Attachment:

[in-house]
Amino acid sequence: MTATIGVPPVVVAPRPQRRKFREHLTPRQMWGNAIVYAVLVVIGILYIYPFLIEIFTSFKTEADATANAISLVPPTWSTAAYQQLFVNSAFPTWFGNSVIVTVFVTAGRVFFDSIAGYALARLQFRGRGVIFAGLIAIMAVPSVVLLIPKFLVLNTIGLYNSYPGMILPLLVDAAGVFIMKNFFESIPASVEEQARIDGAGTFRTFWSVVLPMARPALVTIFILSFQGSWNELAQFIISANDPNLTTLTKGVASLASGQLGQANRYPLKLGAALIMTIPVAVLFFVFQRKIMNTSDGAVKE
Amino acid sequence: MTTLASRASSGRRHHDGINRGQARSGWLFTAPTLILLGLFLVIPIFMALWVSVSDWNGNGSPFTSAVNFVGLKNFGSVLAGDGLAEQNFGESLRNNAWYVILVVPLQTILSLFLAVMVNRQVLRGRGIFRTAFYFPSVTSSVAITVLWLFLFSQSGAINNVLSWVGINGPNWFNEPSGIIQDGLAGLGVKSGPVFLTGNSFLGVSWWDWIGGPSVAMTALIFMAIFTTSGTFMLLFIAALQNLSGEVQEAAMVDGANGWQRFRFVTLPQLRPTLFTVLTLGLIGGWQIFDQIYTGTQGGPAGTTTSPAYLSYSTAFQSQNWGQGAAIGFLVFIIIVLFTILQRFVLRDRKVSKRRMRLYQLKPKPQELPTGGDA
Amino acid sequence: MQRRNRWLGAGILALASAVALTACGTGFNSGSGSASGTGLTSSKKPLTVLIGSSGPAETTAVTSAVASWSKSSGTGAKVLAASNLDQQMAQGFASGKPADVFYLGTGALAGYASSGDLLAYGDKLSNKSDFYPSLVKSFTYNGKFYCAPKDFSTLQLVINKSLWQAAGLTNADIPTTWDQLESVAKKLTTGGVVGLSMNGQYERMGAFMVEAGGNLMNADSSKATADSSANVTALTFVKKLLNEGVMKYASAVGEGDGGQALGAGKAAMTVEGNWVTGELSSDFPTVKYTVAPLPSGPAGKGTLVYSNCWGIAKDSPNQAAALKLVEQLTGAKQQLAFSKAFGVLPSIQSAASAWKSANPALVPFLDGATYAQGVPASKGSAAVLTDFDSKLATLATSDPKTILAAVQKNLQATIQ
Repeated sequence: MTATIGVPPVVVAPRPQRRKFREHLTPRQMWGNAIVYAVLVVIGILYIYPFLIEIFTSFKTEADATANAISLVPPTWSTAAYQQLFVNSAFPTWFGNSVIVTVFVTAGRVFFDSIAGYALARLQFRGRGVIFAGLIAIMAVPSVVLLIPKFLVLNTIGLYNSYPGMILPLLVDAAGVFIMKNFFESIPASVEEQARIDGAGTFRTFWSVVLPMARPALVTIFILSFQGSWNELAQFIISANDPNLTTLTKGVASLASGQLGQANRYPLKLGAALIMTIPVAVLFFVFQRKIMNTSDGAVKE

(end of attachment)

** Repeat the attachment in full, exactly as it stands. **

[in-house]
Amino acid sequence: MTATIGVPPVVVAPRPQRRKFREHLTPRQMWGNAIVYAVLVVIGILYIYPFLIEIFTSFKTEADATANAISLVPPTWSTAAYQQLFVNSAFPTWFGNSVIVTVFVTAGRVFFDSIAGYALARLQFRGRGVIFAGLIAIMAVPSVVLLIPKFLVLNTIGLYNSYPGMILPLLVDAAGVFIMKNFFESIPASVEEQARIDGAGTFRTFWSVVLPMARPALVTIFILSFQGSWNELAQFIISANDPNLTTLTKGVASLASGQLGQANRYPLKLGAALIMTIPVAVLFFVFQRKIMNTSDGAVKE
Amino acid sequence: MTTLASRASSGRRHHDGINRGQARSGWLFTAPTLILLGLFLVIPIFMALWVSVSDWNGNGSPFTSAVNFVGLKNFGSVLAGDGLAEQNFGESLRNNAWYVILVVPLQTILSLFLAVMVNRQVLRGRGIFRTAFYFPSVTSSVAITVLWLFLFSQSGAINNVLSWVGINGPNWFNEPSGIIQDGLAGLGVKSGPVFLTGNSFLGVSWWDWIGGPSVAMTALIFMAIFTTSGTFMLLFIAALQNLSGEVQEAAMVDGANGWQRFRFVTLPQLRPTLFTVLTLGLIGGWQIFDQIYTGTQGGPAGTTTSPAYLSYSTAFQSQNWGQGAAIGFLVFIIIVLFTILQRFVLRDRKVSKRRMRLYQLKPKPQELPTGGDA
Amino acid sequence: MQRRNRWLGAGILALASAVALTACGTGFNSGSGSASGTGLTSSKKPLTVLIGSSGPAETTAVTSAVASWSKSSGTGAKVLAASNLDQQMAQGFASGKPADVFYLGTGALAGYASSGDLLAYGDKLSNKSDFYPSLVKSFTYNGKFYCAPKDFSTLQLVINKSLWQAAGLTNADIPTTWDQLESVAKKLTTGGVVGLSMNGQYERMGAFMVEAGGNLMNADSSKATADSSANVTALTFVKKLLNEGVMKYASAVGEGDGGQALGAGKAAMTVEGNWVTGELSSDFPTVKYTVAPLPSGPAGKGTLVYSNCWGIAKDSPNQAAALKLVEQLTGAKQQLAFSKAFGVLPSIQSAASAWKSANPALVPFLDGATYAQGVPASKGSAAVLTDFDSKLATLATSDPKTILAAVQKNLQATIQ
Repeated sequence: MTATIGVPPVVVAPRPQRRKFREHLTPRQMWGNAIVYAVLVVIGILYIYPFLIEIFTSFKTEADATANAISLVPPTWSTAAYQQLFVNSAFPTWFGNSVIVTVFVTAGRVFFDSIAGYALARLQFRGRGVIFAGLIAIMAVPSVVLLIPKFLVLNTIGLYNSYPGMILPLLVDAAGVFIMKNFFESIPASVEEQARIDGAGTFRTFWSVVLPMARPALVTIFILSFQGSWNELAQFIISANDPNLTTLTKGVASLASGQLGQANRYPLKLGAALIMTIPVAVLFFVFQRKIMNTSDGAVKE